Flushing activist John Byas spent more than a third of his 79-year-old life hounding elected officials to build a toilet in Kissena Corridor Park — and Friday he stood in front of the newly opened commode to announce his quest had finally come to an end.
“This is a place to go to the bathroom, then get the hell out,” a fiery Byas said at the ceremony, warning any potential vandals or unsavory characters that the community wants to keep the gleaming, slate green comfort station in pristine condition. “We’ll be watching.”
The Community Board 7 member, president of the University Park Terrace Council and a civic activist, was last in a line of speakers who lauded the new lavatory in a ceremonious and innuendo-laden news conference.
“Who knew so many people would come out to celebrate the opening of a bathroom?” Queens Parks Commissioner Dorothy Lewandowski asked after a choir from IS 237 had just performed, accompanied by live piano. “What a day.”
The jokes wrote themselves for city Comptroller John Liu (pronounced “loo”), the former Flushing city councilman who allocated the money for the $1 million facility and who, at one point in his speech, recalled childhood tormentors who seized on the homophonous nature of his first and last names.
“I feel relieved,” he said to guffaws from the 50 or so people gathered at the ceremony. “I could go on all day with these bathroom jokes.”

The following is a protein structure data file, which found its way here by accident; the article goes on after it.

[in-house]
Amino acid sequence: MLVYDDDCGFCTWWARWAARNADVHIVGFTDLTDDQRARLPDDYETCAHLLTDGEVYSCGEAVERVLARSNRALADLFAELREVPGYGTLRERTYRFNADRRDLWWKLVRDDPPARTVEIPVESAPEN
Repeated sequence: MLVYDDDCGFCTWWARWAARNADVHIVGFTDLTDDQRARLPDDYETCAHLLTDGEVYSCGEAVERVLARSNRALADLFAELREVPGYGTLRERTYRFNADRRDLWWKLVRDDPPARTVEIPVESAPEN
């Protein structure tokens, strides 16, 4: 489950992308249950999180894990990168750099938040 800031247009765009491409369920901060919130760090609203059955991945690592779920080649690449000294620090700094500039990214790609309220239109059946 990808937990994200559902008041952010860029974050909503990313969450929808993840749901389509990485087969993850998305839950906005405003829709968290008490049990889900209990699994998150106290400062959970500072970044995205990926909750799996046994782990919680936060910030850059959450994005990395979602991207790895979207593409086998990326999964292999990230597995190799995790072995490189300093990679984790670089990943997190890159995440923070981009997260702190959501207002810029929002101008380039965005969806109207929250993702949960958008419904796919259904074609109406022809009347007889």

He didn’t need to. Lawmakers took up the torch and ran with it along a fine line between allusion and revulsion.
State Sen. Toby Stavisky (D-Whitestone) hinted that the group should snip a strip of toilet paper instead of a ribbon — an idea others repeated with genuine disappointment when Parks brought out an actual ribbon.
Others may have crossed that line.
“Maybe I went a little too far with that story,” state Assemblyman Ron Kim (D-Flushing) said after recounting a two-wheeled excursion that turned into an urgent quest for the W.C.
But the restroom was no laughing manner for Byas, who first came to Flushing in 1974 and noticed that children and adults were dropping trou in broad daylight to relieve themselves.
“This is America in the 21st century!” he told TimesLedger Newspapers in November 2011, when it was announced that his pet project would actually be built.
Byas joined the community board in 1992 and eventually worked his way onto the budget and parks committees. On the board’s annual capital expenditure list — which amounts to a wish list for the district — Byas’ bathroom was No. 47, the same slot it had occupied since the 1980s, he said.
By 2009, after nearly 100 speeches and constant prodding by the father of three, it was No. 4.
Around that time Liu, then a councilman, funded the project through his office’s capital allocations.
Byas said he was nearly moved to tears after hearing his comfort station would become a reality. And if the sight of the handsome structure Friday wasn’t enough, Parks presented Byas with a gleaming award.
It was a golden roll of toilet paper.
Reach reporter Joe Anuta by e-mail at firstname.lastname@example.org or by phone at 718-260-4566.
©2013 Community News Group
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